You may encounter other cases of mistaken identity affecting value, such as
How can you avoid making costly errors? First, meet the suppliers. Many of them specialize in certain varieties, so get to know who sells what. Find out where they exhibit. If you cannot attend the major trade shows, you may be able to visit them at a regional gem show closer to home. Second, stay current to the latest trends, developments in perliculture, and treatments. It is essential appraisers understand which colours occur naturally and which do not and why. Become familiar with industry jargon and trade names, such as ‘fireball,’ ‘coin,’ and ‘petal.’ They’re incorrect from a gemmological point of view, but allow you to conduct market research and communicate effectively with pearl vendors.
Remember, pearl prices are a moving target, so use price guides in conjunction with your market research. Attend gemmological conferences, read trade journals, and participate in online appraisal and pearl forums. I have listed some excellent resources at the end of this article.
Fortunate appraisers may encounter some of the rare species, such as conch pearl, quahog, abalone, melo melo, or cave pearl (not a typo). Look carefully and you will find most of these at the Tucson gem shows or your natural history museum. I was thrilled to see a Victorian gold necklace by Carlo Giuliano set with a fringe of cave pearls at Heritage Auctions. Each species is exotic and unique, with its own set of grading criteria that go far beyond the scope of this article. Suffice to say, if you encounter any of these pearls, consult an expert.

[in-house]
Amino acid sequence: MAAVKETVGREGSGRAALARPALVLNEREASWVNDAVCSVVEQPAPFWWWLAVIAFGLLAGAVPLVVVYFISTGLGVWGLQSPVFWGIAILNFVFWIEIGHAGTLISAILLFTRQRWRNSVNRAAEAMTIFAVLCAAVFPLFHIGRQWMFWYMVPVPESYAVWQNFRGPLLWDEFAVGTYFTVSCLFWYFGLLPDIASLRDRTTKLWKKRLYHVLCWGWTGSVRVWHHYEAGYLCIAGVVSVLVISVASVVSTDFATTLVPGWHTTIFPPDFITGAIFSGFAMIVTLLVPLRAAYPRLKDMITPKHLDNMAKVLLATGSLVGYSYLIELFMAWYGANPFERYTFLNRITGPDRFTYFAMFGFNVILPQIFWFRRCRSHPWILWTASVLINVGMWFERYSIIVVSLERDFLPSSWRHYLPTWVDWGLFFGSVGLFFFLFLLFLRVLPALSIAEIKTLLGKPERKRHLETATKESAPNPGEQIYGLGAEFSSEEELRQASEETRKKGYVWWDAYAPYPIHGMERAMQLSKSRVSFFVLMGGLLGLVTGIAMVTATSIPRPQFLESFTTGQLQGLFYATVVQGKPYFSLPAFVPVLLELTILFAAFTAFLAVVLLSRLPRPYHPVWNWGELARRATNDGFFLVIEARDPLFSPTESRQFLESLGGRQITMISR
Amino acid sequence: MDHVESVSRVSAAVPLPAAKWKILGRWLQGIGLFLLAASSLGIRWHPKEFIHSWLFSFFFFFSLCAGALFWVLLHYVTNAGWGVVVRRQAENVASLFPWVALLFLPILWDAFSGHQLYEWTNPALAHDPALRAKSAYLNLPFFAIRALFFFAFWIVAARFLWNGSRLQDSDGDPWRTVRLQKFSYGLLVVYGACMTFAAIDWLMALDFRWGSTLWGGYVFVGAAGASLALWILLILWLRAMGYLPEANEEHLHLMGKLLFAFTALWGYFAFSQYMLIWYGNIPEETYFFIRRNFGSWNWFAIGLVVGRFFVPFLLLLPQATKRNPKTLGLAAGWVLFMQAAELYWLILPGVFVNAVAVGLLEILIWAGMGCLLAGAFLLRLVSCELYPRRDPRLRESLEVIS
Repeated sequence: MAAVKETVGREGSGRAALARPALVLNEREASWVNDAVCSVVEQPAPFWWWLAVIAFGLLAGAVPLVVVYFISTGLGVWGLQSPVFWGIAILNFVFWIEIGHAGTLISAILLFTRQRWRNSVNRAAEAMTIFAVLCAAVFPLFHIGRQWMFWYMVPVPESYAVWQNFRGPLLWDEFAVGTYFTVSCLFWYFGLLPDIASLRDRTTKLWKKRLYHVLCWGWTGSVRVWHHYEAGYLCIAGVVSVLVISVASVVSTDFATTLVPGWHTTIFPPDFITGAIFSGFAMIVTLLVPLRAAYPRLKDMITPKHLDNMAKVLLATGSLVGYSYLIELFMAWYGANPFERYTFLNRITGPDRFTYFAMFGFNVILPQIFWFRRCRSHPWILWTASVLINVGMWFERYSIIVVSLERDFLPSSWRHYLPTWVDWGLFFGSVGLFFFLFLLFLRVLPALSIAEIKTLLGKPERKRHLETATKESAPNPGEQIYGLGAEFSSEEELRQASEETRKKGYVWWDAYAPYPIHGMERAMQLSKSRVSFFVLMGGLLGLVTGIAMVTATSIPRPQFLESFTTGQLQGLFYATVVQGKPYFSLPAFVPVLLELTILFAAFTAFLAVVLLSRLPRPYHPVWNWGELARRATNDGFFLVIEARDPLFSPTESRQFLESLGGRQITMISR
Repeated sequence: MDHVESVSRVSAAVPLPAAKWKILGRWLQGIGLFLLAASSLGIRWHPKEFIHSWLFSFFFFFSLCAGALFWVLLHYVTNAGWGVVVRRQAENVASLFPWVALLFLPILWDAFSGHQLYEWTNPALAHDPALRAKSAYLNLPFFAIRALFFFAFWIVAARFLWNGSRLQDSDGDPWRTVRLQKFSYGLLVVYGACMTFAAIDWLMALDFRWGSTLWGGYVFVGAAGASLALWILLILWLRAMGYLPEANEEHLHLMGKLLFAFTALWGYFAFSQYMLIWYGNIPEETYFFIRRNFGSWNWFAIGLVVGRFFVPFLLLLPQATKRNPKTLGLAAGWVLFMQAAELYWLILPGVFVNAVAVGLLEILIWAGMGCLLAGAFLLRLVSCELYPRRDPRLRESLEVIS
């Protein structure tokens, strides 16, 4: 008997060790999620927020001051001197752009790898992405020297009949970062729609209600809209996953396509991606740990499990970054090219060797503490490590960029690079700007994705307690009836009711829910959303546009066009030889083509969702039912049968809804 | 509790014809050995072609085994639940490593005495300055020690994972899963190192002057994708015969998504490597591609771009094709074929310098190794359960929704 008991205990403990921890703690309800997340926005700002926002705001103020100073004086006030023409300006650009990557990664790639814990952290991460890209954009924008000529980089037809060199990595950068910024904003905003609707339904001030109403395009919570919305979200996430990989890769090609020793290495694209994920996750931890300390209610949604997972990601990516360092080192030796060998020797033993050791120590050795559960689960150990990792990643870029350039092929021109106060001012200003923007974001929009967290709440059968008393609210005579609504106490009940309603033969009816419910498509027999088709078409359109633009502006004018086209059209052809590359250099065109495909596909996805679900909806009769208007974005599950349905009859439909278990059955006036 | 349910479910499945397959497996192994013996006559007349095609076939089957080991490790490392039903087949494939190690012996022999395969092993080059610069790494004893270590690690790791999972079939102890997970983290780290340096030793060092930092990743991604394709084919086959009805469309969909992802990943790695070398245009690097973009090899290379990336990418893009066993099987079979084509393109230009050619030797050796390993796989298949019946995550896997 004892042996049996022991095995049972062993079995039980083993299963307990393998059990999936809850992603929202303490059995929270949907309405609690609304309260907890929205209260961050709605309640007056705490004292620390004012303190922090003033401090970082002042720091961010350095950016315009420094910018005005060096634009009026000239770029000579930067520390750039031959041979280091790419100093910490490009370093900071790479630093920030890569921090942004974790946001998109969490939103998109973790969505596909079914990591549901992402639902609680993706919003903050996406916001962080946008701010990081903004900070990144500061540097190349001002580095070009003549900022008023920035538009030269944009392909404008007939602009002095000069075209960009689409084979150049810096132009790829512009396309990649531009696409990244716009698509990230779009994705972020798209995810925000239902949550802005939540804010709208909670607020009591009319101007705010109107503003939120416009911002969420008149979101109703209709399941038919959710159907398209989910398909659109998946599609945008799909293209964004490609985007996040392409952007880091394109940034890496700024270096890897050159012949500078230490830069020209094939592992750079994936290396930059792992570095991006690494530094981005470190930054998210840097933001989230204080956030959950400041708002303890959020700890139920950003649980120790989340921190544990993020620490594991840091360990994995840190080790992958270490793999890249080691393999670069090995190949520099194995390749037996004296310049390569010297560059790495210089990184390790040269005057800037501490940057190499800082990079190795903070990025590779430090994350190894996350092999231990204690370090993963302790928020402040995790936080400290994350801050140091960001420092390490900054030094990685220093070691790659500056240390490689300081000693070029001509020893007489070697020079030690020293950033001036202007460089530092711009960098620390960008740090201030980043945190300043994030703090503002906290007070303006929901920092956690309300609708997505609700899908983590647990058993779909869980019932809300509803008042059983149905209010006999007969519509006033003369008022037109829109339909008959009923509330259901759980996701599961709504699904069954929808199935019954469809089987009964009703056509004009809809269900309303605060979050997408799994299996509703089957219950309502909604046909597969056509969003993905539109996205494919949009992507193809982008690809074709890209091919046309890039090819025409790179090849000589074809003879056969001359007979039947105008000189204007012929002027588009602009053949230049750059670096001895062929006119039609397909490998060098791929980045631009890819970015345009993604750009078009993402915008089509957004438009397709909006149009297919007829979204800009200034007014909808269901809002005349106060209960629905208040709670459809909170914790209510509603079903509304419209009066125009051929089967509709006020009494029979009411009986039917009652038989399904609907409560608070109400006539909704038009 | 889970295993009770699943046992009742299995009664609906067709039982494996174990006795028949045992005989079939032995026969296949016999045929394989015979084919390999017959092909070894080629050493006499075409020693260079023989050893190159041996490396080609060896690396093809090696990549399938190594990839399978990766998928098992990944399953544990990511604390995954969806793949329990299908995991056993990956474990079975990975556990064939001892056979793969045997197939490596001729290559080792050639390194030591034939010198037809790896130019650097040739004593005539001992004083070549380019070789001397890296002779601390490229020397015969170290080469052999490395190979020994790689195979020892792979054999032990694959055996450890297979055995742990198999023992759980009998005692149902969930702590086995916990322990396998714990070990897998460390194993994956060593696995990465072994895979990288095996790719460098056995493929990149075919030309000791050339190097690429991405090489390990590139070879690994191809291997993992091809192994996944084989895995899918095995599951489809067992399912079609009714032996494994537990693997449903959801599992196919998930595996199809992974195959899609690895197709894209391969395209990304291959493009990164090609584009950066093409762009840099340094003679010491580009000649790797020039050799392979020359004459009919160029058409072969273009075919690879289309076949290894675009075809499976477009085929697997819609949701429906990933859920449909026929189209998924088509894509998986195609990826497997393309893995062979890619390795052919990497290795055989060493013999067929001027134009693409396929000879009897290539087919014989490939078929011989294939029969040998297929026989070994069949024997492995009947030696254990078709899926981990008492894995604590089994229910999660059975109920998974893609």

My hope is that by reading this article, appraisers will be willing to step outside their comfort zone to discover more about these extraordinary gems. The leading pearl suppliers are a small community who are extremely knowledgeable and passionate about what they do. I encourage you to meet them, attend lectures, and read the references included here. Then share this information with your fellow appraisers. I’m sure they will reciprocate and together you can elevate the standard of this wonderful profession.
References and resources
1) Pearl Guide Forum, a source of pearl information (http://www.pearl-guide.com/forum/content.php).
2) Kojima Pearl blog by Sarah Canizzaro (http://www.kojima”¨pearl.com/japan-kasumi-pearl-harvest-2015/).
3) Gemguide, a resource for pricing gems (https://gem”¨guide.com/the-gemguide/pricing-and-editions/).
4) Accredited Gemologists Association (AGA) offers twice yearly lectures on the latest developments in gemmology (http://accreditedgemologists.org).
5) Pearls by Elisabeth Strack, a seminal work on the science and history of pearls.
6) Margaritalogia by Elisabeth Strack, an in-depth newsletter on developments in the world of pearls (http://www.gemmologisches-institut-hamburg.de).
7) Abstracts on pearl lectures from AGA’s 2011 conference (http://accreditedgemologists.org/pastevents/2011abstracts/Strack.php).
Gina D’Onofrio has provided gemmological and jewellery appraisal services since 1992. She is an accredited senior appraiser, master gemmologist appraiser (American Society of Appraisers) and certified senior member of National Association of Jewelry Appraisers. D’Onofrio is co-instructor for the American Society of Appraiser’s GJ-202 appraisal report writing for insurance coverage class. She may be contacted via e-mail at firstname.lastname@example.org.